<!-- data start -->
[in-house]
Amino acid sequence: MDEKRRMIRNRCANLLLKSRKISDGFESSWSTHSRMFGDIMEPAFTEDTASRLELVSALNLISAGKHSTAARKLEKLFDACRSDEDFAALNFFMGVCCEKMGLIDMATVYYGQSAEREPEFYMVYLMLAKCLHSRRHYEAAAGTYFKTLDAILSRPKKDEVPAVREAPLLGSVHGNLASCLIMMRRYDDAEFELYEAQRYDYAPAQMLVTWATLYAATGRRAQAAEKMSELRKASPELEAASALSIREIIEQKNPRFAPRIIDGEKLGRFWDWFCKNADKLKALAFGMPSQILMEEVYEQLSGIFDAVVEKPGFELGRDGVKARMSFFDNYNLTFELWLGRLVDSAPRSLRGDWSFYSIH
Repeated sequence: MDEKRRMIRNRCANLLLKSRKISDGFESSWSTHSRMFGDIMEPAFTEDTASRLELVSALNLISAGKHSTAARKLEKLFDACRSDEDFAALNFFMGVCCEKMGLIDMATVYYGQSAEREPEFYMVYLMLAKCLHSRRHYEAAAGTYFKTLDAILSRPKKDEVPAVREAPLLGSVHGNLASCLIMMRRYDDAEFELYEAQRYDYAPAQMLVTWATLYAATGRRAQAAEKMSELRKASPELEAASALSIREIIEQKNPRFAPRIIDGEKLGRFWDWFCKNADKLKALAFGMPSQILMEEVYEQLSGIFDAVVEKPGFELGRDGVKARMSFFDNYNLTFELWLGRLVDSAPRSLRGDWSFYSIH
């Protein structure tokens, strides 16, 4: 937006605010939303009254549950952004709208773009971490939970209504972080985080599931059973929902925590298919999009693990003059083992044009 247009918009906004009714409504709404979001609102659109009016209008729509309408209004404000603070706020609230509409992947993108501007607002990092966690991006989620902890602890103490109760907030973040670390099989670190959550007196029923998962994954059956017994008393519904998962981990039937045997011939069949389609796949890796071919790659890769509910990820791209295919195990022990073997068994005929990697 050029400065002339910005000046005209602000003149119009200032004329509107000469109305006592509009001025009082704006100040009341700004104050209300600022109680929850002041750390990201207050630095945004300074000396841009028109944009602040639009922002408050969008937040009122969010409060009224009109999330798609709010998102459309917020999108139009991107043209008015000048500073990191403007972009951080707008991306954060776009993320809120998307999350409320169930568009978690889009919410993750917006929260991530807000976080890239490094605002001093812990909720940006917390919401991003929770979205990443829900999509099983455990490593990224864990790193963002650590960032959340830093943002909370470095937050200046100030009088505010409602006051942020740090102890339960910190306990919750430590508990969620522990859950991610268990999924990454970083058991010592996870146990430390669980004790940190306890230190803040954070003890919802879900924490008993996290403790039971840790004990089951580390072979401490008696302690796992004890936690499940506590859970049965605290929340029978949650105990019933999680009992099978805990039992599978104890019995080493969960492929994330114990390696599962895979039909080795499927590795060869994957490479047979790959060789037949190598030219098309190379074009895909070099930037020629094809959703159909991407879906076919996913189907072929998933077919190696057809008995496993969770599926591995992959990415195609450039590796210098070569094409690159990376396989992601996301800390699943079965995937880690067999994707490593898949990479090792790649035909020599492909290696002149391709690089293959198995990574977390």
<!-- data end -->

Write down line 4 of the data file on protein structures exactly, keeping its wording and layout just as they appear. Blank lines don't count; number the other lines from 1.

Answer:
């Protein structure tokens, strides 16, 4: 937006605010939303009254549950952004709208773009971490939970209504972080985080599931059973929902925590298919999009693990003059083992044009 247009918009906004009714409504709404979001609102659109009016209008729509309408209004404000603070706020609230509409992947993108501007607002990092966690991006989620902890602890103490109760907030973040670390099989670190959550007196029923998962994954059956017994008393519904998962981990039937045997011939069949389609796949890796071919790659890769509910990820791209295919195990022990073997068994005929990697 050029400065002339910005000046005209602000003149119009200032004329509107000469109305006592509009001025009082704006100040009341700004104050209300600022109680929850002041750390990201207050630095945004300074000396841009028109944009602040639009922002408050969008937040009122969010409060009224009109999330798609709010998102459309917020999108139009991107043209008015000048500073990191403007972009951080707008991306954060776009993320809120998307999350409320169930568009978690889009919410993750917006929260991530807000976080890239490094605002001093812990909720940006917390919401991003929770979205990443829900999509099983455990490593990224864990790193963002650590960032959340830093943002909370470095937050200046100030009088505010409602006051942020740090102890339960910190306990919750430590508990969620522990859950991610268990999924990454970083058991010592996870146990430390669980004790940190306890230190803040954070003890919802879900924490008993996290403790039971840790004990089951580390072979401490008696302690796992004890936690499940506590859970049965605290929340029978949650105990019933999680009992099978805990039992599978104890019995080493969960492929994330114990390696599962895979039909080795499927590795060869994957490479047979790959060789037949190598030219098309190379074009895909070099930037020629094809959703159909991407879906076919996913189907072929998933077919190696057809008995496993969770599926591995992959990415195609450039590796210098070569094409690159990376396989992601996301800390699943079965995937880690067999994707490593898949990479090792790649035909020599492909290696002149391709690089293959198995990574977390």